David Mamet sat in on a poker game full of thieves and left with the inspiration for American Buffalo. Now, the Pulitzer Prize-winning writer of Glengarry Glen Ross takes you through his process for turning life’s strangest moments into dramatic art. In his writing class, he’ll teach you the rules of drama, the nuances of dialogue, and the skills to develop your own voice and create your masterpiece.


Students give MasterClass an average rating of 4.7 out of 5 stars.

I'm excited. I have followed Mr. Mamet for years. I trust this guy.

This was the best class I've seen so far and one of the most informative pieces of content I've ever seen. Ever. It was fantastic.

David is a class act! I feel like I've known him for years and would be friends with him immediately. He is truly an inspiration and I'm so glad I participated in watching his Master Class.

Intrigued, inspired, intimidated (in a good way!)


Maritza C.

Here's the rules he lists: Tell a story. Start from the beginning and go until the end. Don’t stop. Be interesting. Do what you said you’d do. Also, anything that is not the plot must be thrown away. These are ok tips but David does not explain this thoughts thoroughly and in an organized way. Also, he says “right?” too often.

A fellow student

Anyone know where I could find those Lindsay and Crouse writing tips, or what the 'pamphlet' that contains them is called?

Warren D.

Mamet description of the process, the story, and the drama is expressed with such enthusiasm and clarity that it is easy to follow, profound, and admirable a magnificent adventure into the thoughts and ideas of an interesting and wonderful dramatist.


"Stop giving your best lines to the secondary characters". Thank you so much for that tip! I give the best lines to my heroes, but then I take them away and give them to my second characters. Afraid my hero would take all the credit, or something like that.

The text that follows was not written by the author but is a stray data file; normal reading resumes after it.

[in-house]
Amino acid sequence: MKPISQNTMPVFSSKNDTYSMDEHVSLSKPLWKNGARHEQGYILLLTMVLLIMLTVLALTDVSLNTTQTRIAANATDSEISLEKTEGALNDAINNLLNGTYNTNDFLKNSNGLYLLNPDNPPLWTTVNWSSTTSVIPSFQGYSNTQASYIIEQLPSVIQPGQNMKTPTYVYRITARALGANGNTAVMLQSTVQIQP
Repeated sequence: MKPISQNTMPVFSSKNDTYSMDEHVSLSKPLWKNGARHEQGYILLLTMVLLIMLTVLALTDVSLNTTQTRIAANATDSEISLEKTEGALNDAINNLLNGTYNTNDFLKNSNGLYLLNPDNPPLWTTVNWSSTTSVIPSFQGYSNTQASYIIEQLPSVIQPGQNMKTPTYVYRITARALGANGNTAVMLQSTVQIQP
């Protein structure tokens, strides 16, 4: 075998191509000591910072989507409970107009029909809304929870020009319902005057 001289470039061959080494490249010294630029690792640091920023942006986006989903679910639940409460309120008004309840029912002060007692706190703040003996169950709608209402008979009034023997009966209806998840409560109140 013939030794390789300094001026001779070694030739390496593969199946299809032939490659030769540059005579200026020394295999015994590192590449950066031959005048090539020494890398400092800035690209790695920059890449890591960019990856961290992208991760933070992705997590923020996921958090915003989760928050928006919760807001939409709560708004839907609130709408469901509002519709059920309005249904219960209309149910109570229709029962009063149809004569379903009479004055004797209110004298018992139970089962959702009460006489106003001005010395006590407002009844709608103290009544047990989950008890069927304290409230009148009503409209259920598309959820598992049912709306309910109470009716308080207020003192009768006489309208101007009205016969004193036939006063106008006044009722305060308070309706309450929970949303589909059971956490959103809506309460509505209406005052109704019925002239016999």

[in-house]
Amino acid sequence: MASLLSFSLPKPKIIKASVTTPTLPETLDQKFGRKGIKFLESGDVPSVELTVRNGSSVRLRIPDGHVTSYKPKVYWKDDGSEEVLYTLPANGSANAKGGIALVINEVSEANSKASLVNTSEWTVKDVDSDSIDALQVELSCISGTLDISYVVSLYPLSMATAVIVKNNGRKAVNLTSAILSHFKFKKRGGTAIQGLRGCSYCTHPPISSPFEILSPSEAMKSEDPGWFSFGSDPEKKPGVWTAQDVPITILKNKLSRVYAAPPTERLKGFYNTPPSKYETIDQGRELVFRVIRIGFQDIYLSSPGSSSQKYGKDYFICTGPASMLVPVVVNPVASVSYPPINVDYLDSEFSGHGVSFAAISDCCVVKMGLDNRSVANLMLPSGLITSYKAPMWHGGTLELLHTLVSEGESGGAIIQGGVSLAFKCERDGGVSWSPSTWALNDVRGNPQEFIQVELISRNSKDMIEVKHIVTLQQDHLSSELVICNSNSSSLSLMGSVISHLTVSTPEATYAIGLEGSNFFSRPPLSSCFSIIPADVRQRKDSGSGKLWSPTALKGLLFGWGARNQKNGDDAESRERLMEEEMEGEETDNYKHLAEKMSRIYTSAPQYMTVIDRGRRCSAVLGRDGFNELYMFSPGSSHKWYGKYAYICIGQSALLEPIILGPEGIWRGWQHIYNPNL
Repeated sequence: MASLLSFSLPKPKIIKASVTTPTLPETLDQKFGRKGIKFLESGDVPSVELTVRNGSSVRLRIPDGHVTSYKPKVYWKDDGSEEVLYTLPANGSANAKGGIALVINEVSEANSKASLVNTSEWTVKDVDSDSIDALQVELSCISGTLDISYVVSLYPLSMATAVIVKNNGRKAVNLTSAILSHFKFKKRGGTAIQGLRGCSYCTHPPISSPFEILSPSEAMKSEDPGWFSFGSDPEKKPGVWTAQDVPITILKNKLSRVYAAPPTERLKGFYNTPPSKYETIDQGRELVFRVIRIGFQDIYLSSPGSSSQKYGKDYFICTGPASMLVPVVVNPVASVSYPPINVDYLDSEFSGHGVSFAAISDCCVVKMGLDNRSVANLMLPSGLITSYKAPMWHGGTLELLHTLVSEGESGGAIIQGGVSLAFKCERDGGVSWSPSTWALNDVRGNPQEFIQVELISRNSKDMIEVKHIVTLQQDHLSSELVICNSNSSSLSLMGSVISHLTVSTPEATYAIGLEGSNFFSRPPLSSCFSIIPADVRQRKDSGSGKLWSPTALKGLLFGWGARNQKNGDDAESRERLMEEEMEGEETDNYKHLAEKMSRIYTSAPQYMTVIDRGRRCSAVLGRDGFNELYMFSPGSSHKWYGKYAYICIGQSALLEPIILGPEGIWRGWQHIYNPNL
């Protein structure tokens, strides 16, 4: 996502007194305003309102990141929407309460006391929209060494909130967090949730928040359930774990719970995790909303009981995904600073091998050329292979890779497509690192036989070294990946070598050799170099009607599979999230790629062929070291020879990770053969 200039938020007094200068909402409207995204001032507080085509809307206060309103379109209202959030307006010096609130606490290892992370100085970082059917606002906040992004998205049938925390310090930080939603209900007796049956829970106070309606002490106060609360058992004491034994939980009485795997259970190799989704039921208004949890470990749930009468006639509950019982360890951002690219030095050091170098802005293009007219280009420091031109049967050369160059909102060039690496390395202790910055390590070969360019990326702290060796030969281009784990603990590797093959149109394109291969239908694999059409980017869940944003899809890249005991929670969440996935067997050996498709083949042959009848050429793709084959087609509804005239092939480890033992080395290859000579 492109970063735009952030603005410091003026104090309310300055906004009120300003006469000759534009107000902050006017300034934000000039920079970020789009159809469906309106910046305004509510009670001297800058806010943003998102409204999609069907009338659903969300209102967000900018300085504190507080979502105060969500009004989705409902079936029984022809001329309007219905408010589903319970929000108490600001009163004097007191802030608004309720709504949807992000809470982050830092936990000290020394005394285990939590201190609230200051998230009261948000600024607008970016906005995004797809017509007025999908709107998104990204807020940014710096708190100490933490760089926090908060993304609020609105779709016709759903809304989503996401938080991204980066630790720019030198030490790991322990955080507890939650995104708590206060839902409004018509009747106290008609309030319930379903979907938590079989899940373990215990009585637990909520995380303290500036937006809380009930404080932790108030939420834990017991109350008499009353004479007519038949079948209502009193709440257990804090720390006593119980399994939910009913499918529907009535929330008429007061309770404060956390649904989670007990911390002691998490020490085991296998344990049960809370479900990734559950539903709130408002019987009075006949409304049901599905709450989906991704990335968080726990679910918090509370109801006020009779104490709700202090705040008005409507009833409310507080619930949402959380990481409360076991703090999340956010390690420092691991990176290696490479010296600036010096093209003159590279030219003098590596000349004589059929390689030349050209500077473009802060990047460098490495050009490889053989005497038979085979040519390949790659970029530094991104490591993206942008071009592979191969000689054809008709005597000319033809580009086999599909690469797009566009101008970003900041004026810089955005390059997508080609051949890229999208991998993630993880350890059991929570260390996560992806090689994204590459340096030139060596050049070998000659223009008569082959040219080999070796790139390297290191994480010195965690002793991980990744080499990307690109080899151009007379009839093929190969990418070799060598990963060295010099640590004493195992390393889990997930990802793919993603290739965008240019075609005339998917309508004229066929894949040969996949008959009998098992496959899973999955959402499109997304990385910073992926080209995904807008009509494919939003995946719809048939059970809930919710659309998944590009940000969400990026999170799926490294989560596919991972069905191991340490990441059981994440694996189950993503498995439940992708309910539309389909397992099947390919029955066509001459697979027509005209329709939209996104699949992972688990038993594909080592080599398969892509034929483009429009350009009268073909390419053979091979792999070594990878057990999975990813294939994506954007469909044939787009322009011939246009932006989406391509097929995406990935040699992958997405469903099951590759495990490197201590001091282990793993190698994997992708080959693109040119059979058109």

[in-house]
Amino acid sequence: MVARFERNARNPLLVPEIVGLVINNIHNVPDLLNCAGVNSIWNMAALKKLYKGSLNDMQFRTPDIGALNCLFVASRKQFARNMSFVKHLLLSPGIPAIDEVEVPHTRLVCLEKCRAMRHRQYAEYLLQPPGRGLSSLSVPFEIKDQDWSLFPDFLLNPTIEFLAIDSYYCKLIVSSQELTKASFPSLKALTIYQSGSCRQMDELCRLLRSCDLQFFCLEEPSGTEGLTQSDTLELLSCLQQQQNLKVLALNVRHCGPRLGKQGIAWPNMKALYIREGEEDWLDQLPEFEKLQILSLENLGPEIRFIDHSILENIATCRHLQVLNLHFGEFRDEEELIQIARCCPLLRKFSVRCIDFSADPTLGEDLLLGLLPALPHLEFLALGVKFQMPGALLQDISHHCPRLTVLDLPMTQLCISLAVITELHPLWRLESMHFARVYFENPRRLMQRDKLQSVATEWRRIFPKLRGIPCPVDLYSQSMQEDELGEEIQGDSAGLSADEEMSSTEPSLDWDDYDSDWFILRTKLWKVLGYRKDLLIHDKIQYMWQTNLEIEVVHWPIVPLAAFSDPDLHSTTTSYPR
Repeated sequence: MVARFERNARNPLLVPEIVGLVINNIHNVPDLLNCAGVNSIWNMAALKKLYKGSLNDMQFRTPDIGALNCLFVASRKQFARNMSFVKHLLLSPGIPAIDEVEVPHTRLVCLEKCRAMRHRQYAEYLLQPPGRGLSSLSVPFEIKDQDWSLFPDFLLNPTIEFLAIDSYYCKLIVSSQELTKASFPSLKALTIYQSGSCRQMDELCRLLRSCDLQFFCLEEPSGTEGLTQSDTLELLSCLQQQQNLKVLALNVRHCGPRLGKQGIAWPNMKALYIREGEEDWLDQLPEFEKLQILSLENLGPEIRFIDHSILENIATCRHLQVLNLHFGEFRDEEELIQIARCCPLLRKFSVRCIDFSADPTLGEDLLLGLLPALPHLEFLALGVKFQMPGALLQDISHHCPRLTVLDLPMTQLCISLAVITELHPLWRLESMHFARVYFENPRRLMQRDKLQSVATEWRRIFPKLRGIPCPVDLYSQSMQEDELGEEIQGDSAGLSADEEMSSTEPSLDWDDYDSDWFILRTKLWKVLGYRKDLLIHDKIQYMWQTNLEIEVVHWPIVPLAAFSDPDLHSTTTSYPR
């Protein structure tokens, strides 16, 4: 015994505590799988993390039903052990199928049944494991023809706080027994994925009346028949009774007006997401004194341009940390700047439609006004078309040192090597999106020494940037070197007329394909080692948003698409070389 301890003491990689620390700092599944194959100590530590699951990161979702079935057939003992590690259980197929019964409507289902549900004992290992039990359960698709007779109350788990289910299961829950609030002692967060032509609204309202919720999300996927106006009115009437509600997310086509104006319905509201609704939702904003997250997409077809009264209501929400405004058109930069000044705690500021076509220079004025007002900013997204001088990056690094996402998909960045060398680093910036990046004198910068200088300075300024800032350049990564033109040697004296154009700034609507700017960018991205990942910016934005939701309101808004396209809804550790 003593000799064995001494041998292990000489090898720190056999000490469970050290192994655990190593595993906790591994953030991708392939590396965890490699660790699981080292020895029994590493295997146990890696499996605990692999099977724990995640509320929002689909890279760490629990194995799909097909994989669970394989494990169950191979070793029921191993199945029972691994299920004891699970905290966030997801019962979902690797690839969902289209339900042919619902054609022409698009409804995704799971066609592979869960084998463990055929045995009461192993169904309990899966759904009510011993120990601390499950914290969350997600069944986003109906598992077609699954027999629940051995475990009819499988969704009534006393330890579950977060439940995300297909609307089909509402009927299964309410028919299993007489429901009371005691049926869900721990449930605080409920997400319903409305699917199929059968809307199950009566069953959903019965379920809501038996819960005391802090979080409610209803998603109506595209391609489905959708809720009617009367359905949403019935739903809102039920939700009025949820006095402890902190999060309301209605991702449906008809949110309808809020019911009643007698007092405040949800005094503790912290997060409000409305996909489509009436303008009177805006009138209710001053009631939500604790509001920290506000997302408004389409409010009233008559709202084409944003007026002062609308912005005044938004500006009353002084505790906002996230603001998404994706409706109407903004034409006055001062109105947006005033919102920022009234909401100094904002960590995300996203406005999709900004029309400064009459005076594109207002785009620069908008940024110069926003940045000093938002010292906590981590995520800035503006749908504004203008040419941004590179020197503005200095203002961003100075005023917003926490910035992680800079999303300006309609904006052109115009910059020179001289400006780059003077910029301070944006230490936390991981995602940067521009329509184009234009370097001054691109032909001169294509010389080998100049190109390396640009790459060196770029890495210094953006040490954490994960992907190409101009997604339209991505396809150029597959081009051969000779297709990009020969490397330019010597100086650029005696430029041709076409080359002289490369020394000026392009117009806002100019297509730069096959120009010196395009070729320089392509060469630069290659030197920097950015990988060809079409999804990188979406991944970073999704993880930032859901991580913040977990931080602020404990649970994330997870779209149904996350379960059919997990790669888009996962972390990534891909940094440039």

Katharina T.

Just a tiny note: "Arsenic and Old Lace" was written by Joseph Kesselring, not Lindsay & Crouse.

Anastacia S.

It makes me nervous when I wonder if I've met the three rules for my stage play, which I think is very good, but I am going to have to go back and check...

Jamie C.

I find it funny Mamet talks about story being a straight line yet he can't stay on a line for the life of him. He has some real nuggets of wisdom, but he needed an editor for these classes, between talking about his love of jiu-jitsu or his flying analogies or his other random asides. I'm glad I got the All-Access Pass because if this had been the only class I bought I'd be very disappointed, but seeing his thinking compared with Sorkin and others helps clarify what the "real rules" are.

Gus C.

This lesson reminded me of an English teacher who said that Shakespeare had to kill off Mercutio because he was stealing the story away from Romeo and Juliet. Thematically he doesn't, because, like the Nurse, his views about love are limited to the sexual. But, he has a lot of good lines. Also, about Aristotle's Poetics - the rules mentioned by Mamet primarily pertain to tragedy, and not all plays are tragedies.

Vickie R.

PS How is this for a freaky story. At my brother's wedding to a Thai woman we didn't even know a thing about, the band played the funeral march to Schidnler's List? No kidding and I couldn't figure out for the life of me why they did that? Major sabotage if you ask me.

Vickie R.

Funny and how true. I was once told by my relative that the worst sin in life is to be BORING. And I agree. I'd rather listen to an amusing psycopath than a boring person talking about the weather.